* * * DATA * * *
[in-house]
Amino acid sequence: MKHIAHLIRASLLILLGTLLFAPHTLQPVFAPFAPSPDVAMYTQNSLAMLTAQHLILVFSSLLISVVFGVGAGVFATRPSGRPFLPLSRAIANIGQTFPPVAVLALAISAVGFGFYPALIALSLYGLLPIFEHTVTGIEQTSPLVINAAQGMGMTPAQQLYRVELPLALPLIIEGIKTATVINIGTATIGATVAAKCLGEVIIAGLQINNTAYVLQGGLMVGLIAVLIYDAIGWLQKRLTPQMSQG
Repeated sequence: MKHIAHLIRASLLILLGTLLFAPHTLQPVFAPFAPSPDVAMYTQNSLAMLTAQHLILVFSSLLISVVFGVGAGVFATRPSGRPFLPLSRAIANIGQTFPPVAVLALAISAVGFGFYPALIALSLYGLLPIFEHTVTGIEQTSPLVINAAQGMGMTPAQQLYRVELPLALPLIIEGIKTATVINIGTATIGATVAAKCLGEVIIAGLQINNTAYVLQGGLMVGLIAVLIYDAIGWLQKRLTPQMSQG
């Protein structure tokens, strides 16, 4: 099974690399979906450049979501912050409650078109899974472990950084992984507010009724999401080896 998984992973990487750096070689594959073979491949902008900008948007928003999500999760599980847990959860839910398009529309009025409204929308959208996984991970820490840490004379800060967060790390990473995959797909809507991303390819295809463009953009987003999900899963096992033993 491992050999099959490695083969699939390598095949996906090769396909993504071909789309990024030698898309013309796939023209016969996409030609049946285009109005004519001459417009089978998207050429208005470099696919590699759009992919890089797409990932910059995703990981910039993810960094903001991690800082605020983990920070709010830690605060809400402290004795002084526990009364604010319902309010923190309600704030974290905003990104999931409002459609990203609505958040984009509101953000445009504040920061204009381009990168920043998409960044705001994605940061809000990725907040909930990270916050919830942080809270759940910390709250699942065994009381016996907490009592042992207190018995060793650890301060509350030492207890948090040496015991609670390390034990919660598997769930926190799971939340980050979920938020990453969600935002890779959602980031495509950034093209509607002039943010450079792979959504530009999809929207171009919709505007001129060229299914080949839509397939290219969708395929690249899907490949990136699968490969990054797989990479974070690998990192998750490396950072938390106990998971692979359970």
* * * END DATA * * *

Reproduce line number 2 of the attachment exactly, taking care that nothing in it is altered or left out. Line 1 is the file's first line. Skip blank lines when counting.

Amino acid sequence: MKHIAHLIRASLLILLGTLLFAPHTLQPVFAPFAPSPDVAMYTQNSLAMLTAQHLILVFSSLLISVVFGVGAGVFATRPSGRPFLPLSRAIANIGQTFPPVAVLALAISAVGFGFYPALIALSLYGLLPIFEHTVTGIEQTSPLVINAAQGMGMTPAQQLYRVELPLALPLIIEGIKTATVINIGTATIGATVAAKCLGEVIIAGLQINNTAYVLQGGLMVGLIAVLIYDAIGWLQKRLTPQMSQG